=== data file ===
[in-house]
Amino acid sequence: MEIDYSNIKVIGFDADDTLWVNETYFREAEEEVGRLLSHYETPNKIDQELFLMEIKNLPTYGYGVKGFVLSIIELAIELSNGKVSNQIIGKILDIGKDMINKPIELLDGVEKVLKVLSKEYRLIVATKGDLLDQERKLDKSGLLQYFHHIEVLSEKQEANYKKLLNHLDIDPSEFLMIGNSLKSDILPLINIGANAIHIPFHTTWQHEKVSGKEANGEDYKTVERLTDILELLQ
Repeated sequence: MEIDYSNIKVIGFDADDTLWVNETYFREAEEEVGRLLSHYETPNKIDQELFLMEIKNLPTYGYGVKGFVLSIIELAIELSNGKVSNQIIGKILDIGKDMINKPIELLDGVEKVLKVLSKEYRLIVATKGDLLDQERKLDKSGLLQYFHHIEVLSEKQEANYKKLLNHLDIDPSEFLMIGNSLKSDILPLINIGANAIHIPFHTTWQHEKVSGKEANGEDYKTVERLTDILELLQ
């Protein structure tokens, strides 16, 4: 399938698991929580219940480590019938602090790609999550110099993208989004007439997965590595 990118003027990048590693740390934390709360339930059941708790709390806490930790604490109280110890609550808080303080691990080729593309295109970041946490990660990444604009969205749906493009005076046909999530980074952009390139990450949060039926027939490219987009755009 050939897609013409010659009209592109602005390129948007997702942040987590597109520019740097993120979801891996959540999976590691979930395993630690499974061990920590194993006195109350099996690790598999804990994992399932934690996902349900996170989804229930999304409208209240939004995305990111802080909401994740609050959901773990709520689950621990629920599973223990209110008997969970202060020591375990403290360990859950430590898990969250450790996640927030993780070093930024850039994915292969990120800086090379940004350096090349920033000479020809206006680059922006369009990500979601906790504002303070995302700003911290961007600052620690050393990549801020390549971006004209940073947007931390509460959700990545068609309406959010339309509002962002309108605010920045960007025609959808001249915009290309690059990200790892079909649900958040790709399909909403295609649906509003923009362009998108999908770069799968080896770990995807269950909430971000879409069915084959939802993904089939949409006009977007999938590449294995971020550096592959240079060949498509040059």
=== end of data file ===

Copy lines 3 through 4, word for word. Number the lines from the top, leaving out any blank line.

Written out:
Repeated sequence: MEIDYSNIKVIGFDADDTLWVNETYFREAEEEVGRLLSHYETPNKIDQELFLMEIKNLPTYGYGVKGFVLSIIELAIELSNGKVSNQIIGKILDIGKDMINKPIELLDGVEKVLKVLSKEYRLIVATKGDLLDQERKLDKSGLLQYFHHIEVLSEKQEANYKKLLNHLDIDPSEFLMIGNSLKSDILPLINIGANAIHIPFHTTWQHEKVSGKEANGEDYKTVERLTDILELLQ
């Protein structure tokens, strides 16, 4: 399938698991929580219940480590019938602090790609999550110099993208989004007439997965590595 990118003027990048590693740390934390709360339930059941708790709390806490930790604490109280110890609550808080303080691990080729593309295109970041946490990660990444604009969205749906493009005076046909999530980074952009390139990450949060039926027939490219987009755009 050939897609013409010659009209592109602005390129948007997702942040987590597109520019740097993120979801891996959540999976590691979930395993630690499974061990920590194993006195109350099996690790598999804990994992399932934690996902349900996170989804229930999304409208209240939004995305990111802080909401994740609050959901773990709520689950621990629920599973223990209110008997969970202060020591375990403290360990859950430590898990969250450790996640927030993780070093930024850039994915292969990120800086090379940004350096090349920033000479020809206006680059922006369009990500979601906790504002303070995302700003911290961007600052620690050393990549801020390549971006004209940073947007931390509460959700990545068609309406959010339309509002962002309108605010920045960007025609959808001249915009290309690059990200790892079909649900958040790709399909909403295609649906509003923009362009998108999908770069799968080896770990995807269950909430971000879409069915084959939802993904089939949409006009977007999938590449294995971020550096592959240079060949498509040059």